1 January

Pick a Day

Music History Events: Controversies

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March 16, 2019 "Old Town Road" by the rapper Lil Nas X makes the Country chart, but is removed the following week when Billboard declares it ineligible for the tally. The attention leads to a remix with Billy Ray Cyrus that goes to #1 on the genre-agnostic Hot 100.More

March 3, 2019 Undeterred by a lawsuit filed by Michael Jackson's estate, HBO airs the first part of the 4-hour documentary Leaving Neverland, leveling new accusations of child abuse at Jackson 10 years after his death. In the aftermath, many distance themselves from Jackson: The Simpsons pulls his episode, and some radio stations drop him from playlists.

November 29, 2016 Minneapolis-based musicians Lydia Liza and Josiah Lemanski flame a cultural debate about gender roles when they post a reinterpreted version of the Christmas song "Baby It's Cold Outside" with new lyrics: Instead of pressuring her to spend the night, the guy respects her decision to leave and helps her get home safely.More

June 24, 2016 Kanye West debuts the video for "Famous," which shows him in bed with nude likenesses of his wife Kim Kardashian, Donald Trump, Bill Cosby, Rihanna, and other celebrities and associates. West appears next to a likeness of Taylor Swift, who is derisively mentioned in the lyrics, "I made that bitch famous." West calls the video "a comment on fame."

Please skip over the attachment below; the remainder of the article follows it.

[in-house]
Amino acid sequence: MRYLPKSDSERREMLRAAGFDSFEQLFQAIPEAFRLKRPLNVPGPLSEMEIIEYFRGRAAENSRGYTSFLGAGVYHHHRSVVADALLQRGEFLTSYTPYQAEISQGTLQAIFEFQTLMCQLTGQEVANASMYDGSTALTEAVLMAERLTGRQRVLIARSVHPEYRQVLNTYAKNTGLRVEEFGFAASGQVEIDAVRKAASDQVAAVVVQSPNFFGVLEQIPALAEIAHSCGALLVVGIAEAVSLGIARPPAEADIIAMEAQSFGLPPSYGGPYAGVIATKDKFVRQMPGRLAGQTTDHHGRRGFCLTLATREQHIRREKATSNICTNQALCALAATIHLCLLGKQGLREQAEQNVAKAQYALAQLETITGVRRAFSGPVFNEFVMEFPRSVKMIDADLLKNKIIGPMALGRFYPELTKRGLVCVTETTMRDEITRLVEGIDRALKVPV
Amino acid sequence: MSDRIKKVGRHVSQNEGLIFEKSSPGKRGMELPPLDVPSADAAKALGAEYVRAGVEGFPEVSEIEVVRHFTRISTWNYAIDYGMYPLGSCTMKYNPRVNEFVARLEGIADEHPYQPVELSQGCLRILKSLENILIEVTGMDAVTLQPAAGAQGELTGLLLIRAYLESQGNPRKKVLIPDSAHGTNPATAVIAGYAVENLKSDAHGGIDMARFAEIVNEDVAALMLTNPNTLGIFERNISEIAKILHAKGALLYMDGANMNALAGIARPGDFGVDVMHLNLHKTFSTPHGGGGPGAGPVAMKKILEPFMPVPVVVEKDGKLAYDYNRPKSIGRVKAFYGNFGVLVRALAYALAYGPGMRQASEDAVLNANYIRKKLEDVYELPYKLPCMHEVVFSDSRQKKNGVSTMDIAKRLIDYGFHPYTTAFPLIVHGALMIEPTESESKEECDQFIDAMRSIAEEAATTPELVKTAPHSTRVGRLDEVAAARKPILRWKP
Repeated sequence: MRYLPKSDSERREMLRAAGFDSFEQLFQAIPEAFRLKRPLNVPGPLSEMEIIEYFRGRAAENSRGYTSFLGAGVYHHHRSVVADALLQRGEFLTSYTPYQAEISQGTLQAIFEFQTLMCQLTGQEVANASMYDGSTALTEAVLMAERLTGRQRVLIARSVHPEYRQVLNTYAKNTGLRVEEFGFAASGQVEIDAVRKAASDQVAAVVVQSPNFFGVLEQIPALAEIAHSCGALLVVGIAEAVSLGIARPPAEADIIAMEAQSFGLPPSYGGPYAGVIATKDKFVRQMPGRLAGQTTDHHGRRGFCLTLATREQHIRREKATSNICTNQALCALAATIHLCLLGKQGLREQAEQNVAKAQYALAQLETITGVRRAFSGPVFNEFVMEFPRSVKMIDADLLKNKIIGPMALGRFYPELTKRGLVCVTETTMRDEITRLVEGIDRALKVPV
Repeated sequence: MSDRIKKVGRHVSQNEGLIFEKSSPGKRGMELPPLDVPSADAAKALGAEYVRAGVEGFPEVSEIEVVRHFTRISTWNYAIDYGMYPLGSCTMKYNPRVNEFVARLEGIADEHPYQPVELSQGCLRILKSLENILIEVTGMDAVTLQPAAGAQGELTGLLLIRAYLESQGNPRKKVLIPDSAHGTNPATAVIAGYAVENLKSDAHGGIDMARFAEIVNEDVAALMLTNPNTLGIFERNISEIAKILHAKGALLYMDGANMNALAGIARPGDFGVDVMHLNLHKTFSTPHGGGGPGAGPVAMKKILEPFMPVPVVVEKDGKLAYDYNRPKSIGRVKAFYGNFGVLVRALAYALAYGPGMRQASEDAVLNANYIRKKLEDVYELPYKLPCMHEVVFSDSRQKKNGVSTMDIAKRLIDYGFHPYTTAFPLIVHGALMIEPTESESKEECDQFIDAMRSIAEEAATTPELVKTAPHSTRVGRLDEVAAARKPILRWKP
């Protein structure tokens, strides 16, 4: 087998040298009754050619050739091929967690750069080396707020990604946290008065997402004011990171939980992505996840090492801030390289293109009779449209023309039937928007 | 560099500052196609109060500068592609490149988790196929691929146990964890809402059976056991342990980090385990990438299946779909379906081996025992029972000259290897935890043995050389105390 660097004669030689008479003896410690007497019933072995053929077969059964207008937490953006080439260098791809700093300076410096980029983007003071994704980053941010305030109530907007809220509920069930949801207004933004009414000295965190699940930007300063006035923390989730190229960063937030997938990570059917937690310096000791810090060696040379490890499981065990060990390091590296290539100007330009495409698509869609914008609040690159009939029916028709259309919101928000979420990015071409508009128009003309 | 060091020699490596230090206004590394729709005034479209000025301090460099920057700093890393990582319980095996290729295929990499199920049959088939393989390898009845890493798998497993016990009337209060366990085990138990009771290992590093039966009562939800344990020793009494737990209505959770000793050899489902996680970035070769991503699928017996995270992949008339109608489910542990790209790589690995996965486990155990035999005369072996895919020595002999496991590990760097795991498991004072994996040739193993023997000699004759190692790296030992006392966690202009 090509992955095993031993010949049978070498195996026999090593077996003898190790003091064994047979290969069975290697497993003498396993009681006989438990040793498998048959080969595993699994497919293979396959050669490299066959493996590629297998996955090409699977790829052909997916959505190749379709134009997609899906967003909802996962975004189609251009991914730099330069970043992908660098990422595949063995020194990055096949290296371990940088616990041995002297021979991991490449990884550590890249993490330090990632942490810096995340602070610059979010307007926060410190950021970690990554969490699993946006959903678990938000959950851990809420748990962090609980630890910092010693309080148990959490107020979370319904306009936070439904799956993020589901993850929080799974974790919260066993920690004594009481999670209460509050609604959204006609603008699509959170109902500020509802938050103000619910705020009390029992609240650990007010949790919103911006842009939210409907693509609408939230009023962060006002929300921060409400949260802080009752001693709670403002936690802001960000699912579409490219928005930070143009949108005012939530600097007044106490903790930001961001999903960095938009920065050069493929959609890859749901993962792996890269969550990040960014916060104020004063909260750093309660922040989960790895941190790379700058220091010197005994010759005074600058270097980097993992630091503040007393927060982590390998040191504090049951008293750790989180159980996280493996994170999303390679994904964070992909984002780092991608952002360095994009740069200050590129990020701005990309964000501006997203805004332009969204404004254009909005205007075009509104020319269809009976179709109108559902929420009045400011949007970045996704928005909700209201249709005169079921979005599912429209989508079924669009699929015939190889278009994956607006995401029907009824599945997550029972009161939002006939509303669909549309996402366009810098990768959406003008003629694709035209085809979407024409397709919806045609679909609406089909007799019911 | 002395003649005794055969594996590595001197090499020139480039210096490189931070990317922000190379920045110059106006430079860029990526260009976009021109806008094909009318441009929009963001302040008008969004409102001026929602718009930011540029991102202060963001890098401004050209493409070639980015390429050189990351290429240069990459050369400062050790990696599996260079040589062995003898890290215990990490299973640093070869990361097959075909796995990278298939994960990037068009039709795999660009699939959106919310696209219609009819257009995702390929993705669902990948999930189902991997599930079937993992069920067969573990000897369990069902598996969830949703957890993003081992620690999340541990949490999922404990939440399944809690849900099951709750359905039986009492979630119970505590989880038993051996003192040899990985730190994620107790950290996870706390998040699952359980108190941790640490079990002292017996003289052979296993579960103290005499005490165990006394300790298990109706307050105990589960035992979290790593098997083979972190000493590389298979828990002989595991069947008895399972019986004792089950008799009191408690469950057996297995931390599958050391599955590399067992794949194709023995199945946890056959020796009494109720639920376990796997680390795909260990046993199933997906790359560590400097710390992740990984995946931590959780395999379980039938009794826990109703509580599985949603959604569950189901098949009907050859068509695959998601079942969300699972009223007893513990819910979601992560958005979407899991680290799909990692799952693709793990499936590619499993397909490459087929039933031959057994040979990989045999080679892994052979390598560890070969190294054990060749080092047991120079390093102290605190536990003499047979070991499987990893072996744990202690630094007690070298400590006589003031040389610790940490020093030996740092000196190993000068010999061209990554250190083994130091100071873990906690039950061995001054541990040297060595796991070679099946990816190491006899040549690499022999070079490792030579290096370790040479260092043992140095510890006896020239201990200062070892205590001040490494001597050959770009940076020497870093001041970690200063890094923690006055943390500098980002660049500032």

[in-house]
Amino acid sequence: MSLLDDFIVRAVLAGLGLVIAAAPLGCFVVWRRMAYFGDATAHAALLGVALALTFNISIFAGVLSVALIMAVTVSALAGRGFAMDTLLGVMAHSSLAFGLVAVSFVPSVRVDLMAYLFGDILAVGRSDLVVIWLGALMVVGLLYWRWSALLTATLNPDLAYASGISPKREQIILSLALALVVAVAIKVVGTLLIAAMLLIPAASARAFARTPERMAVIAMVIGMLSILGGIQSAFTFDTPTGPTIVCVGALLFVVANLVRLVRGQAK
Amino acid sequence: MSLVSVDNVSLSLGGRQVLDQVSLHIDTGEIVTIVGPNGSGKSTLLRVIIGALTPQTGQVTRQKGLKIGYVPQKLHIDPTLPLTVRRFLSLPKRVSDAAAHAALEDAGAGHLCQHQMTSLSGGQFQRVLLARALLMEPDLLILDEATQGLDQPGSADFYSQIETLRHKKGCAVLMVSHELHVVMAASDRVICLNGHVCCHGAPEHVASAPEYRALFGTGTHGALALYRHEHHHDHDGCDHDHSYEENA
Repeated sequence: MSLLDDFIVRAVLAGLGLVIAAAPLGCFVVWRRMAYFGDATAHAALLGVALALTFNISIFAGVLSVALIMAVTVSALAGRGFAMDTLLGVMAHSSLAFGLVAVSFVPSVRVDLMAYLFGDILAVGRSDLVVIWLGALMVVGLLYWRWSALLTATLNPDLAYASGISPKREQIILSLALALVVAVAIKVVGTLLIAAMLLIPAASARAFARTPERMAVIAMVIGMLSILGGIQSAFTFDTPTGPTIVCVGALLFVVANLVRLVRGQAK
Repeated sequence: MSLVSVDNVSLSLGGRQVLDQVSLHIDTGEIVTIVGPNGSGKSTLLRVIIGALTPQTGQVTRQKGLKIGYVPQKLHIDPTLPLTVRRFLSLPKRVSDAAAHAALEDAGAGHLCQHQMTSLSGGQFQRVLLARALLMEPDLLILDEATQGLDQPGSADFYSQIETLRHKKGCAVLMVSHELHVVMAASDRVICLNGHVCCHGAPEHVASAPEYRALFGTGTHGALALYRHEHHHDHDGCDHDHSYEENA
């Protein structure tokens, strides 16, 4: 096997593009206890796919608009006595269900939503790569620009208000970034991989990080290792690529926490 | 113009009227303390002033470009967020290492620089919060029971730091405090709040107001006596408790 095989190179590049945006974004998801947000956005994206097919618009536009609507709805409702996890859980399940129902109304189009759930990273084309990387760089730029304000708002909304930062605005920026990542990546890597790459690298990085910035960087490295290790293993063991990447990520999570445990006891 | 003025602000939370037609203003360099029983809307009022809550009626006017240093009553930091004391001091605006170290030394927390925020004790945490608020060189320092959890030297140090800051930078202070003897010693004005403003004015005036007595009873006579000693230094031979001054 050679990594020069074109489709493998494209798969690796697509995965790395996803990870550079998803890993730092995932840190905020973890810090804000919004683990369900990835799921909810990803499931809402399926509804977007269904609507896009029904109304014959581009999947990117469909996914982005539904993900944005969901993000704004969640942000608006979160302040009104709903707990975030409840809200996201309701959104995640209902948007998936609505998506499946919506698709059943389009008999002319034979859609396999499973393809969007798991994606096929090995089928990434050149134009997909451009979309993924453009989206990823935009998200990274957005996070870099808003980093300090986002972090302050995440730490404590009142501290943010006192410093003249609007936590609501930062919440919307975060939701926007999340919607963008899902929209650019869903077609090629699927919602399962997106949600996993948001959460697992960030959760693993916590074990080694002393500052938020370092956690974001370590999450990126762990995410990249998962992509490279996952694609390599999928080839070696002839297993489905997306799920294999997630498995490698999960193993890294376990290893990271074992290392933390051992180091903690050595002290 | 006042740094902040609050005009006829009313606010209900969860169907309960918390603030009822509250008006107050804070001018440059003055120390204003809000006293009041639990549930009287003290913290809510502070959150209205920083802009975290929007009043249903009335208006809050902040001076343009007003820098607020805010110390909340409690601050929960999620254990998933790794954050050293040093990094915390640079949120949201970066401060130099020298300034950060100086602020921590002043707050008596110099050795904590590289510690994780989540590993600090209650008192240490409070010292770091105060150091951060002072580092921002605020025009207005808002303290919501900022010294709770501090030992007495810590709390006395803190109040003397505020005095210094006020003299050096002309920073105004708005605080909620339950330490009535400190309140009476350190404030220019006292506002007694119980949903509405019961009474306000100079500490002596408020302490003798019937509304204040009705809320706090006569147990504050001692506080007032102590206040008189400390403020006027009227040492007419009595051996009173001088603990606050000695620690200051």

November 24, 2015 The only copy of Wu-Tang Clan's new double album Once Upon A Time In Shaolin is sold at auction. The buyer is not Wu-Tang obsessive Quentin Tarantino as many hoped, but Martin Shkreli, a 32-year-old pharmaceutical executive notorious for buying a drug company and raising the price of their AIDS drug Daraprim from $13.50 to $750 per pill.More

September 9, 2014 Who doesn't like a free gift? Apparently, about 500 million iTunes users who create an uproar when U2's latest album, Songs of Innocence, shows up sans charge and sans permission in their personal libraries.More

September 23, 2010 Katy Perry's appearance on Sesame Street is edited out after viewers complain about her revealing dress.More

July 5, 2008 Katy Perry's "I Kissed a Girl" hits #1 in the US, where it stays for seven weeks. Perry's first chart-topper, it's a startling turnabout from just seven years earlier, when she was a gospel singer recording under her real name: Katy Hudson.More

September 21, 2004 Yusuf Islam (formerly Cat Stevens), is denied entry into the United States when he shows up on a terrorist watch list, accused of funding terror groups.More